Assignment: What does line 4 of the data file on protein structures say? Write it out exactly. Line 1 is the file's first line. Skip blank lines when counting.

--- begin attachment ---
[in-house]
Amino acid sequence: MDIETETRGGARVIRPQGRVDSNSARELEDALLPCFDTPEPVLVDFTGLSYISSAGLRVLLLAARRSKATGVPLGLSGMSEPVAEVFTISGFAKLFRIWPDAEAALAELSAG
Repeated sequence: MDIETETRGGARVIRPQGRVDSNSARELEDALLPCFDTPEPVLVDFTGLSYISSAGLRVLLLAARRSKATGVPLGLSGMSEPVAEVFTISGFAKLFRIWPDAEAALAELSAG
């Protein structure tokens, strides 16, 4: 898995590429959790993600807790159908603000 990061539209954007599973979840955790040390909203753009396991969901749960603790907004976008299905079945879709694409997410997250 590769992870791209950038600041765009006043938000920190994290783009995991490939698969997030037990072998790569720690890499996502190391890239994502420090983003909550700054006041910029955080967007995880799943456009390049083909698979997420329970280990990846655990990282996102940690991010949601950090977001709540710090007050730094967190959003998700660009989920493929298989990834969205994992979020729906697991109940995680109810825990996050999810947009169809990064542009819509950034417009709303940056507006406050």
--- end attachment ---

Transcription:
């Protein structure tokens, strides 16, 4: 898995590429959790993600807790159908603000 990061539209954007599973979840955790040390909203753009396991969901749960603790907004976008299905079945879709694409997410997250 590769992870791209950038600041765009006043938000920190994290783009995991490939698969997030037990072998790569720690890499996502190391890239994502420090983003909550700054006041910029955080967007995880799943456009390049083909698979997420329970280990990846655990990282996102940690991010949601950090977001709540710090007050730094967190959003998700660009989920493929298989990834969205994992979020729906697991109940995680109810825990996050999810947009169809990064542009819509950034417009709303940056507006406050």